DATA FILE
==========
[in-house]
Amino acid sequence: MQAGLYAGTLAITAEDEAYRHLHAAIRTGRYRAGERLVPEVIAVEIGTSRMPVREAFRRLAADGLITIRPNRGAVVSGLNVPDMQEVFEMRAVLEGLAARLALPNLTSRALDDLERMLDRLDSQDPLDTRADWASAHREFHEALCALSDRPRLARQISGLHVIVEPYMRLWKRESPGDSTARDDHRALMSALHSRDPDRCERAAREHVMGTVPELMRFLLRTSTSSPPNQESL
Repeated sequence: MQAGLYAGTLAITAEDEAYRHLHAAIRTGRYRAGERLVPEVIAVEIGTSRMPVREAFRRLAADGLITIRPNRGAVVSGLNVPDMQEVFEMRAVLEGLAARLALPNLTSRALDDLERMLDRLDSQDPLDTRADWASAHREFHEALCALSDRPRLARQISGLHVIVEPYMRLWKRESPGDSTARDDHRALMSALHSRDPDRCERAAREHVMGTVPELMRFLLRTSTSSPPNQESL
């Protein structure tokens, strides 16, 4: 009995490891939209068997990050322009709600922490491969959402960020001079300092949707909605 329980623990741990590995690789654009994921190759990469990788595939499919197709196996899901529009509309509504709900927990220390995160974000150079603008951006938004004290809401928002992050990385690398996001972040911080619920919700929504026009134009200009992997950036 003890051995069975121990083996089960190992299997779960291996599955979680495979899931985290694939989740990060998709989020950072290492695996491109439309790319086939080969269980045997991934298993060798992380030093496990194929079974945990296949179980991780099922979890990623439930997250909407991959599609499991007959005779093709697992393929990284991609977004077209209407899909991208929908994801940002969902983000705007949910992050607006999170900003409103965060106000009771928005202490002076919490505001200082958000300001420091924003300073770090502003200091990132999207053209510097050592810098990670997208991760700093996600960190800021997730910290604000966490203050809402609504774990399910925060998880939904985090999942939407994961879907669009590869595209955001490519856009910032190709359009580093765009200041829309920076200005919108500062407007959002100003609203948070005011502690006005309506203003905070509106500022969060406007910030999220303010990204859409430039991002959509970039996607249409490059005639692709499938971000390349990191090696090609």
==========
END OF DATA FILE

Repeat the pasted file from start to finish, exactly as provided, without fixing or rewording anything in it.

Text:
[in-house]
Amino acid sequence: MQAGLYAGTLAITAEDEAYRHLHAAIRTGRYRAGERLVPEVIAVEIGTSRMPVREAFRRLAADGLITIRPNRGAVVSGLNVPDMQEVFEMRAVLEGLAARLALPNLTSRALDDLERMLDRLDSQDPLDTRADWASAHREFHEALCALSDRPRLARQISGLHVIVEPYMRLWKRESPGDSTARDDHRALMSALHSRDPDRCERAAREHVMGTVPELMRFLLRTSTSSPPNQESL
Repeated sequence: MQAGLYAGTLAITAEDEAYRHLHAAIRTGRYRAGERLVPEVIAVEIGTSRMPVREAFRRLAADGLITIRPNRGAVVSGLNVPDMQEVFEMRAVLEGLAARLALPNLTSRALDDLERMLDRLDSQDPLDTRADWASAHREFHEALCALSDRPRLARQISGLHVIVEPYMRLWKRESPGDSTARDDHRALMSALHSRDPDRCERAAREHVMGTVPELMRFLLRTSTSSPPNQESL
């Protein structure tokens, strides 16, 4: 009995490891939209068997990050322009709600922490491969959402960020001079300092949707909605 329980623990741990590995690789654009994921190759990469990788595939499919197709196996899901529009509309509504709900927990220390995160974000150079603008951006938004004290809401928002992050990385690398996001972040911080619920919700929504026009134009200009992997950036 003890051995069975121990083996089960190992299997779960291996599955979680495979899931985290694939989740990060998709989020950072290492695996491109439309790319086939080969269980045997991934298993060798992380030093496990194929079974945990296949179980991780099922979890990623439930997250909407991959599609499991007959005779093709697992393929990284991609977004077209209407899909991208929908994801940002969902983000705007949910992050607006999170900003409103965060106000009771928005202490002076919490505001200082958000300001420091924003300073770090502003200091990132999207053209510097050592810098990670997208991760700093996600960190800021997730910290604000966490203050809402609504774990399910925060998880939904985090999942939407994961879907669009590869595209955001490519856009910032190709359009580093765009200041829309920076200005919108500062407007959002100003609203948070005011502690006005309506203003905070509106500022969060406007910030999220303010990204859409430039991002959509970039996607249409490059005639692709499938971000390349990191090696090609």